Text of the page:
Coaching Games are described on this page. They will illustrate the significance of coaching in Human Resource Development and the method of coaching.
First and Foremost let's understand the term 'coaching'.
The concept of coaching comes from the sports arena. You've heard of coaches who work with champions to make them better and better.
'Champion' and 'becoming better' are key to coaching. Coaching a person who is not a champion already or does not believe he is one is an uphill task, especially if he does not believe he needs to become better.
So, how do you coach a champion or a prospective champion. What do you say to a champion to become better? He is already so good that he is a champion.
The coach plays the role of a mirror. A mirror reflects all the different visible aspects of a person. When you look at yourself in the mirror, the mirror does not judge you, it just shows you different parts of yourself. You look at your reflection and decide on what to set right and what to leave as it is.
Coaching games or situations are ways to help coaches to be mirrors. A coach has to be non-judgmental.
The coach observes the coachee in action and post the performance, describes what he saw. The coach is expected to describe those aspects which were well done.
Pointing out things that are 'well done' is not easy for a human being. Any human being is hard-wired to criticise others. One has to train oneself to 'catch 'em doing right'. Remember, a mirror shows the good and doesn't 'tell' the mistakes. The person looking at the mirror has to see his image critically. The mirror just shows, period.
Here's a game to train oneself to 'catch 'em doing right'.
Coaching Game 1: The Pat Mingle
The people playing this game should know each other relatively well. Each person is given a sheet of paper with the following five statements with blanks.
The condition is that you can't fill in your boss's or supervisor's name in the blank. Evidently, it has to be a colleague's name. One can fill in more than one person's name, but no statement can be left blank. Of course, you cannot write your own name.
Once each participant has filled in the five blanks they have to exchange this information with five other people. They also have to note down the common names that were picked when they exchanged information with their five random colleagues.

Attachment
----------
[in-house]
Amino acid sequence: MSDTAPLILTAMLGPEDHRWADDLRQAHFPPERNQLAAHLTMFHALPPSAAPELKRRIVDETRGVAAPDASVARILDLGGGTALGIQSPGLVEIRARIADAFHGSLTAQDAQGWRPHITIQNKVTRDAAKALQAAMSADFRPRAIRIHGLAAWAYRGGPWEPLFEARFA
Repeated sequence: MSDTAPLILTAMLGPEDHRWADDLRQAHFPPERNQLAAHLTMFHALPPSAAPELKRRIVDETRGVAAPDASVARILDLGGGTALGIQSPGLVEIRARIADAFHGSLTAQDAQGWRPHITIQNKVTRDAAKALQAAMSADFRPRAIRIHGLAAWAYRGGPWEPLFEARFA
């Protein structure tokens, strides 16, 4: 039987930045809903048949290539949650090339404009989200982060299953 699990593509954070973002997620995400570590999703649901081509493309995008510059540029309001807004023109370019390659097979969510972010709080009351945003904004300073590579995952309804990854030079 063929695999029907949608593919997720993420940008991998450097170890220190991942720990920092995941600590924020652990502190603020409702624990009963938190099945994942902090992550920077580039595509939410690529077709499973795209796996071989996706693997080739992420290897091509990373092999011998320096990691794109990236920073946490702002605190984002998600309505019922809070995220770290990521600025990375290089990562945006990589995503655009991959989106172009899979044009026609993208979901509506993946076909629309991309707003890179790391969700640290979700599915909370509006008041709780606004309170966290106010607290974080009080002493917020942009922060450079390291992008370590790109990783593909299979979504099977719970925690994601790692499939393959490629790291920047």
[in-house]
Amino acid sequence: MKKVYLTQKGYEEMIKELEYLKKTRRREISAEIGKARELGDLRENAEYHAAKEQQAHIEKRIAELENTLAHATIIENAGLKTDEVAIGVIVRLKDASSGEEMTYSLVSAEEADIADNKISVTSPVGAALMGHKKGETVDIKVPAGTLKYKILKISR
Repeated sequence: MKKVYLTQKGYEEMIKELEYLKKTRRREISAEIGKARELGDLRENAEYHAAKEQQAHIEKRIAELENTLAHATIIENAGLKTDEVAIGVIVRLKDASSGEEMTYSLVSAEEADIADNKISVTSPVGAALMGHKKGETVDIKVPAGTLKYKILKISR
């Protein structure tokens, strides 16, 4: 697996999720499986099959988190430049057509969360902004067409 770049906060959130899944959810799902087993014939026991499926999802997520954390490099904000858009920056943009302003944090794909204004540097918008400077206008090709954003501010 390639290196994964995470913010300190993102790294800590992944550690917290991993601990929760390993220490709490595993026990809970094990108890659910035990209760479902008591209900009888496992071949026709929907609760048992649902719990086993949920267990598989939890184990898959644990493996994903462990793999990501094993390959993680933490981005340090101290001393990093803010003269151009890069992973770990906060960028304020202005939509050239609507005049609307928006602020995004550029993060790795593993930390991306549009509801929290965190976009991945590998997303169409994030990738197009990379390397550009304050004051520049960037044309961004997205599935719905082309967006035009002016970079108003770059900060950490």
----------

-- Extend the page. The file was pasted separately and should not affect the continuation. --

After five minutes of 'mingling' and exchanging information, the participants can be asked to get back to their seats. Once they are back, they are given a chance to share the names that were most 'common' and those participants are to be applauded.
However, that is not the prime goal of the game. The prime goal of the game is to train oneself to 'catch 'em doing right'. So a set of debrief questions are in order. Here are a couple of leads. Ask people for a show of hands, when these questions are asked.
When /If some dare to show their hands, check if they are willing to share their thoughts without naming anybody. If someone is willing to share, reward the 'bravehearts' for their honesty.
For a 'change' to become a 'habit', it is said that the behaviour has to be repeated 36 times. Encourage the participants to find ways of recognising and verbally appreciating at least one person in a day for 36 days. If they are serious about being a 'coach', they will take your advise.
Now, it's time to look at the other aspect of being a 'mirror'. A 'mirror' also 'shows' areas for improvements. Undesirable creases in your outfit that show up in a mirror guide you to adjust the 'fit' of your clothing.
Similarly, a coach has to find a way to call the coachee's attention to an aspect that calls for improvement without criticizing the coachee. Criticism doesn't change people, respectful feedback does. Click the image below to understand 'respect'
Giving 'respectful feedback' so that the coachee is encouraged to look at an aspect which requires improvement is a skill of asking pertinent questions.